2. Preliminary Flight School was next. This was taught at flight centers across the country. Facilities included Selfridge Field, Michigan; Chanute and Scott Fields, Illinois; Wilbur Wright Field, Ohio; Kelly, Taliaferro, Love, Call, Rich, and Ellington Fields Texas; Post Field, Fort Sill, Oklahoma; and Gerstner Field, Louisiana. Cadets had about 40–50 flight hours in Curtiss JN-4 Jenny biplanes: 4–10 hours of dual training, 24 hours of solo flying, and a 16-hour cross-country flight. Graduates were certified as Reserve Military Aviators in the Army Signal Corps.
  3. Advanced Flight Training took place in the United Kingdom, France, or Italy. Cadets were trained on their assigned aircraft for about 90 hours before being sent into combat in Europe.

During World War I the rank of Junior Military Aviator was indicated by a US Shield with one wing. The rank of Military Aviator was indicated by a US shield flanked by a pair of wings.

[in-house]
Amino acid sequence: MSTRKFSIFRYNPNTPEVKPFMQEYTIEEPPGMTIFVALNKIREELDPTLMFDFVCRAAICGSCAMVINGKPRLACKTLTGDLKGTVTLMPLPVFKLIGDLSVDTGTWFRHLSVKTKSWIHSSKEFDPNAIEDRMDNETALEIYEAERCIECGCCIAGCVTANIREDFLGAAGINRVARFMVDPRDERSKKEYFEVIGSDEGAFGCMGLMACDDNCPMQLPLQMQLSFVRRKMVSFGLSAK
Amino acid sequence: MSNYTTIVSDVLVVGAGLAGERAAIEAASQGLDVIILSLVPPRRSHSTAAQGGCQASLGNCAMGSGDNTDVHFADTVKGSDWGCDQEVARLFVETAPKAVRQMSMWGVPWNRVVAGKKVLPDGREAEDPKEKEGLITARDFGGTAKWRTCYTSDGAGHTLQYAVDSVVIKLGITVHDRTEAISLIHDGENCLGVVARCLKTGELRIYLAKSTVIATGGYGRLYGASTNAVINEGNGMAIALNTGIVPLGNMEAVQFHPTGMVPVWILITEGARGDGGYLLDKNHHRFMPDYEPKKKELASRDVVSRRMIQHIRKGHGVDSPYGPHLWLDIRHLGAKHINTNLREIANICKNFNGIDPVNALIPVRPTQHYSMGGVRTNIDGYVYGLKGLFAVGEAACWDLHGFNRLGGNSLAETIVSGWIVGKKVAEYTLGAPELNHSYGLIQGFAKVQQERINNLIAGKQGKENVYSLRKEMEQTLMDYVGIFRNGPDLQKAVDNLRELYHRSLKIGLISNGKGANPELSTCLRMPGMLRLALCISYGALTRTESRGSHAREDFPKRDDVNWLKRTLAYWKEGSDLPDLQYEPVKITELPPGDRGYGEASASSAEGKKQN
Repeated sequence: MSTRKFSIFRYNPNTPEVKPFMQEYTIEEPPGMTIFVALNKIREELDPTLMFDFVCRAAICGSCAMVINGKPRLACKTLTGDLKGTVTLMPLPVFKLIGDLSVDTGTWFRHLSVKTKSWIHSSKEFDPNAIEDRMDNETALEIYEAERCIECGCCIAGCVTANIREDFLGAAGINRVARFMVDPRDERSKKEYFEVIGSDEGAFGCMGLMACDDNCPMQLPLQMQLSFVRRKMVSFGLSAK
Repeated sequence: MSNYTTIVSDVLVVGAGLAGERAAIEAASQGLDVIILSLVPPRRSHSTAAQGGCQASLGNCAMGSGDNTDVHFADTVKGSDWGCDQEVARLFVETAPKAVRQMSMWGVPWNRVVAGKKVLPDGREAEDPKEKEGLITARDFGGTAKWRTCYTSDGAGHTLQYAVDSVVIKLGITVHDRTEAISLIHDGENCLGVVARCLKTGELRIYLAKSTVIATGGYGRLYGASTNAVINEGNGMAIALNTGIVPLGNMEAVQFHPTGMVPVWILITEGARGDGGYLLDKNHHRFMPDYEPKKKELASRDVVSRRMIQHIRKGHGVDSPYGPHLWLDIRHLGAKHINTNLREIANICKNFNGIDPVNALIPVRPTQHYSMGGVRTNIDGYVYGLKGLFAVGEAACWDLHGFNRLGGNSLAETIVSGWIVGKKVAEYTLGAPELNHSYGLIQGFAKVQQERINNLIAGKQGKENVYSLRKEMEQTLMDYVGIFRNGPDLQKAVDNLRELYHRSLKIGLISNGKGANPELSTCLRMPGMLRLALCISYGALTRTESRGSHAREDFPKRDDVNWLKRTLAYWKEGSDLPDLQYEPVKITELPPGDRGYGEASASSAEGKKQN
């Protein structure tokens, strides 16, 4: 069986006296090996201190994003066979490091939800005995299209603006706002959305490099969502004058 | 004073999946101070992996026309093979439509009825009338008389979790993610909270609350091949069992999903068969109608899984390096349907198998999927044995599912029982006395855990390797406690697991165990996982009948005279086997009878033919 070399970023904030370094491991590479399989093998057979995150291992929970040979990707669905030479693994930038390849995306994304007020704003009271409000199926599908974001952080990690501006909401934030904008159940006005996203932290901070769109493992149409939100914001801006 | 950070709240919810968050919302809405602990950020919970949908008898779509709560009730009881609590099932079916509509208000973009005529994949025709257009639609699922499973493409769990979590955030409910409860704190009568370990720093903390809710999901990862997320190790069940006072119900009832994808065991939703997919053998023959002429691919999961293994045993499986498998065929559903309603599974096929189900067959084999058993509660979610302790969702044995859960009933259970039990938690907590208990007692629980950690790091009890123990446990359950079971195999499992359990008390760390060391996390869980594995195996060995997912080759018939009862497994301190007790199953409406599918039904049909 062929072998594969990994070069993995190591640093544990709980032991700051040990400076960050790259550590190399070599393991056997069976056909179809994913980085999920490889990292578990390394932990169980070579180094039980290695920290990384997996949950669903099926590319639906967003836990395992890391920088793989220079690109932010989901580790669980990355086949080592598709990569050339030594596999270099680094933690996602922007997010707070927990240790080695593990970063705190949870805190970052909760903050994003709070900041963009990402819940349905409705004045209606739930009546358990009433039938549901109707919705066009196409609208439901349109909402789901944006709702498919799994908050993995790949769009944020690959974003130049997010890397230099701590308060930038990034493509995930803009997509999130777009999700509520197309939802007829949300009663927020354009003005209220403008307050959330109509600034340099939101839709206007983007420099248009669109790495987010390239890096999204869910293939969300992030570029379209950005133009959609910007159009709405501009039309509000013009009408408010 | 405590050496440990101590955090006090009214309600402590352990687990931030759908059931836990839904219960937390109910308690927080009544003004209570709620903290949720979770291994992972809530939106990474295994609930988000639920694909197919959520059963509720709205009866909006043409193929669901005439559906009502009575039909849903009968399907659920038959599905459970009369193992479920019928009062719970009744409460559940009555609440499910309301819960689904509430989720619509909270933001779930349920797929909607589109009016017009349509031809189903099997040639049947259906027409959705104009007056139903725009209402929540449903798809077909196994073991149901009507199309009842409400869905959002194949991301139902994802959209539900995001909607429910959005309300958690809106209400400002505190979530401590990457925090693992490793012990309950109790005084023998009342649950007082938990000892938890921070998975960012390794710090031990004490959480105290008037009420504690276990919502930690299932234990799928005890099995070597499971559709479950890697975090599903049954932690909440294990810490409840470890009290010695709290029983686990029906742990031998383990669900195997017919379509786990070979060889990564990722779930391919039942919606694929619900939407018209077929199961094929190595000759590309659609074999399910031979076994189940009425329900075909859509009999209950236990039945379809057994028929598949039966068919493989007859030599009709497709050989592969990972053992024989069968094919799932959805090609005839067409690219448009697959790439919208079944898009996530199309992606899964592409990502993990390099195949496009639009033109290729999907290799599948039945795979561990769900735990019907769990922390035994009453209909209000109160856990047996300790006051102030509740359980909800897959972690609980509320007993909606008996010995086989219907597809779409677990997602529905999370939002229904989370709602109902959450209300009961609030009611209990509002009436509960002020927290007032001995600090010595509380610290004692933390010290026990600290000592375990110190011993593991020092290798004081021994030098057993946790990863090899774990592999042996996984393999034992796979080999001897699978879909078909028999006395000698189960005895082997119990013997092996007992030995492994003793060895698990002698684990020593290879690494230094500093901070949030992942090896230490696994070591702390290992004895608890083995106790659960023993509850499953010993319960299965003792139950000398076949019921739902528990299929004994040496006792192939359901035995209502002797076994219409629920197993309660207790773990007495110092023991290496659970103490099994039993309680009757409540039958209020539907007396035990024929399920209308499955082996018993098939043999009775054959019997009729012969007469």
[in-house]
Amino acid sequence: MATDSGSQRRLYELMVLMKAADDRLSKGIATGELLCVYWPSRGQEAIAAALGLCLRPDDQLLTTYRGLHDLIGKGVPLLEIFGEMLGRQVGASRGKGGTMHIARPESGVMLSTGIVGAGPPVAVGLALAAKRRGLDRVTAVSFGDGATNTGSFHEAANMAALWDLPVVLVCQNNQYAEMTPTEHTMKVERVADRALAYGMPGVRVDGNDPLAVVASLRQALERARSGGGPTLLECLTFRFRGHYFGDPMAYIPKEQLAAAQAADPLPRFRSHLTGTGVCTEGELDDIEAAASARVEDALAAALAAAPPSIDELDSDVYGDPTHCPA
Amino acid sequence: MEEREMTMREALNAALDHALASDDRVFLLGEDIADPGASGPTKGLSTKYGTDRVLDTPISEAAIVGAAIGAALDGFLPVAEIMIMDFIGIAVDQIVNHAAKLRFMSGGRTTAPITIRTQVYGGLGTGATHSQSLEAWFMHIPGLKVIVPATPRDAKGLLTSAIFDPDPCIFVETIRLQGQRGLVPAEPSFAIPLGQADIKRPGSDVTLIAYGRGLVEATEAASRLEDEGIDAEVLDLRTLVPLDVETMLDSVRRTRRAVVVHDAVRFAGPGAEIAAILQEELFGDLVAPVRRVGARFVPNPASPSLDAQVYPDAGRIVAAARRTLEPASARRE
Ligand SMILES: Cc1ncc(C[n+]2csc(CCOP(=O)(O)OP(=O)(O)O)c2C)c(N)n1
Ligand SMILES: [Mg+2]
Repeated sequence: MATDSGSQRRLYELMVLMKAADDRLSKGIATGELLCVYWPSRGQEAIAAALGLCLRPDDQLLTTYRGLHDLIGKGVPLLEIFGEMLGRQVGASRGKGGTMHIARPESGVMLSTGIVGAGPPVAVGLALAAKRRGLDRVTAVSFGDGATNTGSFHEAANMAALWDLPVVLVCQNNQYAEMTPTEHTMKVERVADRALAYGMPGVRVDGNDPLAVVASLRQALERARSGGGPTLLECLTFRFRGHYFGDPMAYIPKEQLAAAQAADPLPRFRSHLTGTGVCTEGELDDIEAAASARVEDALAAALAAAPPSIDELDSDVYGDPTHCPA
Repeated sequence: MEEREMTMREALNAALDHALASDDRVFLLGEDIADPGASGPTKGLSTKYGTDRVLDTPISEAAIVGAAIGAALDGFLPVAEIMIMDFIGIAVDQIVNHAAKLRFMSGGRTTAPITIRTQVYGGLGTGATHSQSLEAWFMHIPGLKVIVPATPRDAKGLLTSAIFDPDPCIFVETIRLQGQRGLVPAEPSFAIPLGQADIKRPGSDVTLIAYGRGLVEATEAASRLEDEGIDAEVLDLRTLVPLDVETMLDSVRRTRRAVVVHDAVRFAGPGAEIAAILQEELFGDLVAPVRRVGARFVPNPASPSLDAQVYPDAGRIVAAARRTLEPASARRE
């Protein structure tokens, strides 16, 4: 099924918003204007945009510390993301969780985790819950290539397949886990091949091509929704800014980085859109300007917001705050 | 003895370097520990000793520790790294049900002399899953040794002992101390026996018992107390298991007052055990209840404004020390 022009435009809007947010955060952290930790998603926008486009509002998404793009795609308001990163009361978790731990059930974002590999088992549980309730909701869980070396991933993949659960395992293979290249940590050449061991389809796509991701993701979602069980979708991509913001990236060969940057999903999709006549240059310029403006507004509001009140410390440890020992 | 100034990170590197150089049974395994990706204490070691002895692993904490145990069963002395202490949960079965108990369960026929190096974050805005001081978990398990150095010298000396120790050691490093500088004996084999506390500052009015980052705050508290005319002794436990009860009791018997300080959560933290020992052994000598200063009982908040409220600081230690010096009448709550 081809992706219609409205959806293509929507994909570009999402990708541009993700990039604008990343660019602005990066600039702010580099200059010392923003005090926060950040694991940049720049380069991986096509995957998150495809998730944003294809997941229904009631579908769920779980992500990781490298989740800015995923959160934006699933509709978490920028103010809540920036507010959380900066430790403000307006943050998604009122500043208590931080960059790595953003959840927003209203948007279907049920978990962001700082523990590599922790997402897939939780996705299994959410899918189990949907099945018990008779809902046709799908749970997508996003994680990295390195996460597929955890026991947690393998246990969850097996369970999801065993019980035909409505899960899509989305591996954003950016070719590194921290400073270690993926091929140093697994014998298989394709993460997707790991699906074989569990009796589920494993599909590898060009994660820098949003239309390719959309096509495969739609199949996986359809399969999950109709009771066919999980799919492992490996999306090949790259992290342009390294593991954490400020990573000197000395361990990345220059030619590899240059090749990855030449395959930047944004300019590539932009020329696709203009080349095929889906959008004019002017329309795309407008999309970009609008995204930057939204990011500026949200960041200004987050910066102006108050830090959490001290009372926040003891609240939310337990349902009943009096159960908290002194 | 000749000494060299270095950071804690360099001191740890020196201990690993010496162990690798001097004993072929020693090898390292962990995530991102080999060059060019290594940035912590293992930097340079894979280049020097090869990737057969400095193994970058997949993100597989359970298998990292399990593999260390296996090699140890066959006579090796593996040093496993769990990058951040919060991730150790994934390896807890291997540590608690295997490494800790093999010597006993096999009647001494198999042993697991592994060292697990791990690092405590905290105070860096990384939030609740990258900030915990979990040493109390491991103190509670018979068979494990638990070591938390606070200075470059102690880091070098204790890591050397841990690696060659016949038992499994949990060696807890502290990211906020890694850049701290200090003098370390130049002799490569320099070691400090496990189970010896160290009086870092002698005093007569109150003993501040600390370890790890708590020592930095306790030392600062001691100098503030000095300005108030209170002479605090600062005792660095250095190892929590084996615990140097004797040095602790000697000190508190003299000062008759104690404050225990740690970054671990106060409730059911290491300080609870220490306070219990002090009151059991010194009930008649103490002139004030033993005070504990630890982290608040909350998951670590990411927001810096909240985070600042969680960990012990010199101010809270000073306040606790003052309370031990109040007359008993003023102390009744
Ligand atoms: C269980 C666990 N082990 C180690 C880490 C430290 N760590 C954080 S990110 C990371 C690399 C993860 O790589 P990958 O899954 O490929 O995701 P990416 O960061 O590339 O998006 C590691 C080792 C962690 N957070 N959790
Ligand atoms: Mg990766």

On 9 July 1918 the rank of Flying Cadet was created by act of Congress.


Cadet training was in two stages.

  1. Preliminary Training was for four months (combining Ground and Preliminary Flight School) and was held at Carlstrom Field, Florida, or March Field, California.
  2. Advanced Training was for three months. It was held at Post, Kelly, or Ellington Fields.


The Air Service consolidated all its training at San Antonio, Texas, in June 1922. This was to save money and provide good year-round flying conditions.

  1. Primary Training was extended to five months at Brooks Field.
  2. Advanced Training was extended to six months at Kelly Field.